One year earlier, it had been inconceivable that Reagan’s and Bush’s destinies would seamlessly merge and propel them both to the White House.

In the Pennsylvania GOP primary, Bush uttered three words that almost doomed his political rise. At Carnegie Mellon University, he dismissed Reagan’s plan to cut taxes, increase defense spending and balance the budget as “voodoo economic policy.”

“That really pissed off Reagan,” says Richard V. Allen, who was the Californian’s foreign policy specialist.

A month later, Bush dropped out of the race. In his diary, he pondered, “What’s it going to be like? Driving a car, being lonely around the house?”

But on a July night when Reagan was nominated, fate intervened. At 11:35 p.m., a plan to pick Gerald Ford as his running mate collapsed during a meeting between Reagan and the former president.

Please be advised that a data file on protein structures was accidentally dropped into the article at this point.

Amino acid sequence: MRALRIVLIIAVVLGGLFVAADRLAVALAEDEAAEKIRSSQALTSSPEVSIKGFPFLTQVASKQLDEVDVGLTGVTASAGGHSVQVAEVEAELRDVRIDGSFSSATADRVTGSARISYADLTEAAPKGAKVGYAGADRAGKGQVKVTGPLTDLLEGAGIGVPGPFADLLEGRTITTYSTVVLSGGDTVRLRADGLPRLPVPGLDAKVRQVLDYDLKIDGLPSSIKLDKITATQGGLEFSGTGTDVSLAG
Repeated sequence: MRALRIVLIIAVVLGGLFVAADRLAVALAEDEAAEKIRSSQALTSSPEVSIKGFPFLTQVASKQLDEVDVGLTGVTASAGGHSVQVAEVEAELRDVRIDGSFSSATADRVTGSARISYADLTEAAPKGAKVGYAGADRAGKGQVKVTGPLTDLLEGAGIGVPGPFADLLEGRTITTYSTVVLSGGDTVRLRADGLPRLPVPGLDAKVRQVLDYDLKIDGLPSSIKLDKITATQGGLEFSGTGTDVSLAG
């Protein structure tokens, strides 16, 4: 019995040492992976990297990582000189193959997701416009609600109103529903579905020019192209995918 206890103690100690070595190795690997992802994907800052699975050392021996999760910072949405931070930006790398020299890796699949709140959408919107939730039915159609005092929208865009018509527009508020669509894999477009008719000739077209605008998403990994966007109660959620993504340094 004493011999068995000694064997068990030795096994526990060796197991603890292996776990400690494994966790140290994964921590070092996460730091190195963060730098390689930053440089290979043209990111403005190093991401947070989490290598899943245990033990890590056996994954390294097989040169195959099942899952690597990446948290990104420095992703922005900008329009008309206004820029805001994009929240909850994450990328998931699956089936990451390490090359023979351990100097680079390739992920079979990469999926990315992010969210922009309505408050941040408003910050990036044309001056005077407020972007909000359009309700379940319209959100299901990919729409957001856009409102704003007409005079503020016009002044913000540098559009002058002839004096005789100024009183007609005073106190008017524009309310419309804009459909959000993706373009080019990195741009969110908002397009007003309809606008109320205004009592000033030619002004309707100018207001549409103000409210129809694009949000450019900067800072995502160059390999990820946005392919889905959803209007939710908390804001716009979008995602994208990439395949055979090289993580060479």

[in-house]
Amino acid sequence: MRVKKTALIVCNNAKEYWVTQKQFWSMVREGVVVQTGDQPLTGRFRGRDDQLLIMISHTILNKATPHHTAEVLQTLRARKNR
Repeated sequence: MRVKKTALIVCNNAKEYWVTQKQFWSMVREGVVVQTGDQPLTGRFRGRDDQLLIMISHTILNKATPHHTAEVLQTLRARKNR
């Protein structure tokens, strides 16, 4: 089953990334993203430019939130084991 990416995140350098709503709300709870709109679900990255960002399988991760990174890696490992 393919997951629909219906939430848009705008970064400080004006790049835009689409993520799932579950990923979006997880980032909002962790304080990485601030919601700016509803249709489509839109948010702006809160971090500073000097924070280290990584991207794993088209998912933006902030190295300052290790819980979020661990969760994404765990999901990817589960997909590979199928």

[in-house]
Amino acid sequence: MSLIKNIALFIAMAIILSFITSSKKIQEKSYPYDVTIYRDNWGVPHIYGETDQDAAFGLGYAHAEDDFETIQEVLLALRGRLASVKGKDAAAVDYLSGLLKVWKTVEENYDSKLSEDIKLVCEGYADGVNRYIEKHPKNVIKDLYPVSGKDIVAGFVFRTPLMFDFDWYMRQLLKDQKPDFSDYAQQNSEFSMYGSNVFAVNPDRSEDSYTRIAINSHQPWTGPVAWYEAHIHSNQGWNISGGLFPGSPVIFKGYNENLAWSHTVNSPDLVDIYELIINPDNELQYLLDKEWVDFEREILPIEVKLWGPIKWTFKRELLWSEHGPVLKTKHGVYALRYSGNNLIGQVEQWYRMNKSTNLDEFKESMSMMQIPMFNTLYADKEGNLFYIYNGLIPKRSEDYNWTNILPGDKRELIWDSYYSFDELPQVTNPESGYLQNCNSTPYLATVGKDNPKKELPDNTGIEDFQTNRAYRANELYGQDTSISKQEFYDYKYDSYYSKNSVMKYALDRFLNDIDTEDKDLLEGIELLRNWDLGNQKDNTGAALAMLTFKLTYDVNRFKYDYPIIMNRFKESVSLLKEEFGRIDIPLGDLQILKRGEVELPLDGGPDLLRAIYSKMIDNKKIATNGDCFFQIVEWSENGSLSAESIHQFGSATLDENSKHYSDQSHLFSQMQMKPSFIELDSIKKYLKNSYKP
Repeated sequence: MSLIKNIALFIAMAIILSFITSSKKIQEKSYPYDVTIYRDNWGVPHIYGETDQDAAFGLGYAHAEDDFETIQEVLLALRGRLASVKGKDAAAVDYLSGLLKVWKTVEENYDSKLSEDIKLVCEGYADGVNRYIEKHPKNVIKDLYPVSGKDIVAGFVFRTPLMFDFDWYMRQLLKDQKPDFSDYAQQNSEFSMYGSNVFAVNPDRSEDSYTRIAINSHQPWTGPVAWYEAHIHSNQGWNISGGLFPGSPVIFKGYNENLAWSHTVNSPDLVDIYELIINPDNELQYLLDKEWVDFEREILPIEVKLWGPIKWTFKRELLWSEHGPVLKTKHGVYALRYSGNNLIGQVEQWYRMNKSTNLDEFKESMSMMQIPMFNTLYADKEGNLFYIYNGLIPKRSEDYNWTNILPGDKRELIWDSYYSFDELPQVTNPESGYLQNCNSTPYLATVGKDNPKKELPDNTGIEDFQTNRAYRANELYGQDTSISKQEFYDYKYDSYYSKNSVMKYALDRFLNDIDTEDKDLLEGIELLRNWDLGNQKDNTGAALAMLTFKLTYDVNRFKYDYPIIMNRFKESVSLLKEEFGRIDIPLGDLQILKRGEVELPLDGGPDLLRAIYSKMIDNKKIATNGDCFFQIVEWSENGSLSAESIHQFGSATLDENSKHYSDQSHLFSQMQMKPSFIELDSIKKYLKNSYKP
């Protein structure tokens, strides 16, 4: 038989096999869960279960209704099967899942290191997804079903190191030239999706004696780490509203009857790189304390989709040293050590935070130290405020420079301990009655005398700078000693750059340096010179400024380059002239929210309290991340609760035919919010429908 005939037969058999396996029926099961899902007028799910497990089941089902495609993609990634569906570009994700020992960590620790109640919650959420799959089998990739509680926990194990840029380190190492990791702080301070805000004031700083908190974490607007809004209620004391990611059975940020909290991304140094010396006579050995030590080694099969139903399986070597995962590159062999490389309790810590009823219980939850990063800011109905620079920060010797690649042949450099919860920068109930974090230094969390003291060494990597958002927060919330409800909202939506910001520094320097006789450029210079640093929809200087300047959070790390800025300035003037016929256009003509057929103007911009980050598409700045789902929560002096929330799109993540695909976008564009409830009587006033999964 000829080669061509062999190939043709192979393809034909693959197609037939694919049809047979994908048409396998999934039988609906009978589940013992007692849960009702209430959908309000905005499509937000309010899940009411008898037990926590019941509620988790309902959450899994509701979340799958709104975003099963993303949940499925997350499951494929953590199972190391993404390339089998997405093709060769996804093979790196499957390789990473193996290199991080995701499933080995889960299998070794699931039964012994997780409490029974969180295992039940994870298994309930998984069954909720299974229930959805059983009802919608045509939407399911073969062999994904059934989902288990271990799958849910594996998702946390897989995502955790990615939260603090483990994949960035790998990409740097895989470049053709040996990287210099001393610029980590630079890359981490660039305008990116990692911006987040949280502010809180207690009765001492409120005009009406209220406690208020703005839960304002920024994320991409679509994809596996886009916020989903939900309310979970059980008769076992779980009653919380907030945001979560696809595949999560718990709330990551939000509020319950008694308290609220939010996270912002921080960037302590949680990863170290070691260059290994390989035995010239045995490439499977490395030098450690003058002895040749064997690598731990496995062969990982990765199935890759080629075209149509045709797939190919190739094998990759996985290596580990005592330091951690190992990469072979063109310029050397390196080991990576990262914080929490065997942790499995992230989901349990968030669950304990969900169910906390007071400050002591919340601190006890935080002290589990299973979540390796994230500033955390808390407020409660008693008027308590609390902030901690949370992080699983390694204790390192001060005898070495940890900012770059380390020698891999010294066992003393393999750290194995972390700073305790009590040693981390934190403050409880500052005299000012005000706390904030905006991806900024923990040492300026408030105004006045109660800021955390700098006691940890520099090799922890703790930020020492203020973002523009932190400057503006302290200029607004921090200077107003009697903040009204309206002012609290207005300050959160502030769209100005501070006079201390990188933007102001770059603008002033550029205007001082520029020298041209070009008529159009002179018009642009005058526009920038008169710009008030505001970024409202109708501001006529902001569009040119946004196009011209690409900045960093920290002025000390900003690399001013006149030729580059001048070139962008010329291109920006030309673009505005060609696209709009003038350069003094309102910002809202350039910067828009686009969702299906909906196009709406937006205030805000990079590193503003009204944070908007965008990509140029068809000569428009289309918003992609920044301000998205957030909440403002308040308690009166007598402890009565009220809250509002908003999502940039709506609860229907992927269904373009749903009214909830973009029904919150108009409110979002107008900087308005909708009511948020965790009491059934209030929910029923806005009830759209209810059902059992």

After Ford left the nominee’s 69th-floor suite at the Detroit Plaza Hotel, Reagan explained to his inner circle, “All this time, my gut instinct has been that this is not the right thing.”

The room was silent until Reagan asked, “Well, what do we do now?”

“We call Bush,” said Allen, who had already put out feelers to see if the Texan could embrace the platform — voodoo economic policy and all. He could.

Alan Peppard writing for The Dallas Morning News about the events surrounding the 1981 attempted assassination of then-President Ronald Reagan.

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